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  1. Lando_Calrissian_4tw

    Greens Mill Run crocodile or mosasaur tooth??

    I found this tooth in Greens Mill Run in Greenville, NC. I’m leaning towards croc due to the size of the dental cavity relative to the size of the tooth, but perhaps it is a mosasaur. It has one carina on the anterior side of the tooth, none on the posterior side. Also, if it is croc, is there a way to identify whether it’s Cretaceous or Pliocene? Or if either croc or mosasaur, perhaps genus ID? Thanks!!!
  2. Hi all! So I recently posted regarding a bone ID on a mystery mosasaur/dinosaur vertebra (I’m leaning towards it being a mosasaur vert.). The vert. came out of either the Cretaceous Bladen or Tar Heel formations of North Carolina from a marine site that yields dinosaurs, crocs, mosasaurs, turtles, and fish (including sharks). Well, I went back through the material I had collected (from the same site as the vert.) and found what I believe are a worn tooth and a fragment of what I believe to be the proximal end of a femur (although I could very well be wrong on that). The tooth I would
  3. Hello TFF members - I'm in need so some advice on this one please. So this is my first post (happy to be corrected on any newbie errors) and although preparation is my favourite part of the fossil game, I am 'fairly' new to it - In other words, please go easy on me, I'm aware it's going to be all too tempting to say I've bitten off more than I can chew here... I recently purchased this Mosasaur skull from a well known European fossil auction site; you may have seen it yourself if you follow such things. It wasn't 'hugely' expensive, but that doesn't mean I'm not seri
  4. From the album: Lando’s Fossil Collection

    Collected from the Cretaceous Tar Heel formation of eastern NC. Teeth are either crocodilian or mosasaurian, and vertebra is either dinosaurian or mosasaurian.

    © Lando_Cal_4tw

  5. I acquired this fascinating fossil at the recent show. My first reptile bones. The dealer said it is from Morocco and of the same age (and matrix) as the mosasaur jaw sets he had next to it. But he wasn’t sure if it was a baby mosasaur or a different species of smaller aquatic reptile. I’m pretty sure TFF can answer these questions I have. 1) Is this a baby mosasaur or a different species (if so what species)? 2) Can you identify the visible bones? 3) Is it worth it or feasible to attempt to reveal more of this fossil? 4) If so, what special procedures/tools would be necess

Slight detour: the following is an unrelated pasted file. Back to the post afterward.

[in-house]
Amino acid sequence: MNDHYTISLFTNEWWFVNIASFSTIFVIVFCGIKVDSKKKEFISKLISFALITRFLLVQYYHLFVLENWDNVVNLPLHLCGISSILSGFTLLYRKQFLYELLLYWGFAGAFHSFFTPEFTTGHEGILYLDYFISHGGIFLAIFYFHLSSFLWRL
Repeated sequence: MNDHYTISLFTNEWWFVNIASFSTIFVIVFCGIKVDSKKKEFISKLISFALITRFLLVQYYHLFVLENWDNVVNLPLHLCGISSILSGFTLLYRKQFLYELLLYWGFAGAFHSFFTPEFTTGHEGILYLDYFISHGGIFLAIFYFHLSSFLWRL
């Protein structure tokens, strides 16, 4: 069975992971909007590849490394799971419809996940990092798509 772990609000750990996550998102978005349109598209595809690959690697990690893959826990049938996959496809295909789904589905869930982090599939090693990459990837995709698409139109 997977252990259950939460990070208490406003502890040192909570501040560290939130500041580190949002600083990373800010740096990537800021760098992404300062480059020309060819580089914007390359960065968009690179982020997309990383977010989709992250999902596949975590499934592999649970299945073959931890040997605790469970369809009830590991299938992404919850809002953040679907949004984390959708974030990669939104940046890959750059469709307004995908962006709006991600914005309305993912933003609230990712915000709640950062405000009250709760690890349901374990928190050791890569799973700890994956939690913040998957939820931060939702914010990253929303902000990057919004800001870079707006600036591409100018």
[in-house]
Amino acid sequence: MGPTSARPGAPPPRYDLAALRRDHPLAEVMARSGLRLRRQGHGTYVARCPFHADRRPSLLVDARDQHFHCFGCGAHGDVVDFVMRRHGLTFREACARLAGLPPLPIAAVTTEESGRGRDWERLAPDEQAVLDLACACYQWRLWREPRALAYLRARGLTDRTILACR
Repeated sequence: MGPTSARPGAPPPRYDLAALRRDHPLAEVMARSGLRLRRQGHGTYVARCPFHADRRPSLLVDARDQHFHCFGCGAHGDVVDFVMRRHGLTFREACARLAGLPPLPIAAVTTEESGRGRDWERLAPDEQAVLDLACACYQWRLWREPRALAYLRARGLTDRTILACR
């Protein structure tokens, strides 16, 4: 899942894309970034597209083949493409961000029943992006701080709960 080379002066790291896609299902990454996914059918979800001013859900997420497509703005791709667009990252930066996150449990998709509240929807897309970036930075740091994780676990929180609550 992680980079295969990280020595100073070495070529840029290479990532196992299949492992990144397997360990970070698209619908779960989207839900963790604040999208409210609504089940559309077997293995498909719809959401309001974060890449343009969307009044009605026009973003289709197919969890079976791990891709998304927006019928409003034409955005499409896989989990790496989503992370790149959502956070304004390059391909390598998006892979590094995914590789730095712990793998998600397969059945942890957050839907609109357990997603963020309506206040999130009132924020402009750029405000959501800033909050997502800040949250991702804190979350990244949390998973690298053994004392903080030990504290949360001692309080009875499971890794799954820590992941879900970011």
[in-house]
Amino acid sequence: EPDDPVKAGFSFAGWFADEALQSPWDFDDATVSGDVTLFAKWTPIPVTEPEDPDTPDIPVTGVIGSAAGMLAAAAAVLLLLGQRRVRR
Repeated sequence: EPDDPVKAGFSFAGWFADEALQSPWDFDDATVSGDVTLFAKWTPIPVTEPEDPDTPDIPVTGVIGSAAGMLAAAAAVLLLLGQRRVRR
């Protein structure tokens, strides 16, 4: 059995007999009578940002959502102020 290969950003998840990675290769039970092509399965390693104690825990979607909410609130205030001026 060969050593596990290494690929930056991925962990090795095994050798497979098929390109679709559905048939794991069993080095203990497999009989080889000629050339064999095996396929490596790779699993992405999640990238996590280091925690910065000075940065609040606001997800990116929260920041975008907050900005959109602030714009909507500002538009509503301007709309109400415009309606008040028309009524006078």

6. Last weekend was one I'll never forget... I've barely processed it, but now that I can be more coherent, here is the story of the mosasaur we found --------------------------------------------------------------------------- On September 11 & 12, I researched and found new fossil hunting area (to me), that exposed the Eagle Ford formation. I decided to scout it, and that scouting trip ended up being wildly successful. On the first weekend of my scout, I walked away with severa
  7. I went out to brave the Texas summer heat and was well rewarded. Post Oak Creek is so heavily picked, especially in the summer, that I didn't expect much. I even went there with the Dallas Paleontological Society last month and saw a ton of footprints then and not many good teeth. The first three hours I found almost nothing, as I expected the surface was all picked over, however I found one gravel bar that people must not have gotten to because I started finding a few decent cretodus, squalicorax, goblin shark teeth, and a couple of nice ptychodus. Finally I found two huge teeth about a foot
  8. Hi, I recently found a bone that looks like either a vertebra or a phalanges. The bone is from eastern North Carolina, legally collected from public land, and comes out of either the Cretaceous Tar Heel or Bladen formations. Both marine and freshwater organisms as well as dinosaurs are known to be found from the general area. The bone does not look like it comes from a turtle or crocodile, but I could be wrong. Is it a dinosaur or mosasaur bone, or something else? And no, there is no way this bone is Cenozoic. Thanks!
  9. To mark the occasion of this new sub forum for museums. I would like you show you some wonderful stuff in Teylers Museum in Haarlem, Netherlands. This is actually the oldest museum in the Netherlands and thus also has some really cool history attached to it and it's specimens. http://www.teylersmuseum.nl/en Besides fossils this museum also holds an art and science collection. The museum is just as beautiful as the specimens in it and a true time capsule. While it is quite a small museum, it's charm is worth the trip alone. Even the cabinets are pretty. It even has a few world firsts, such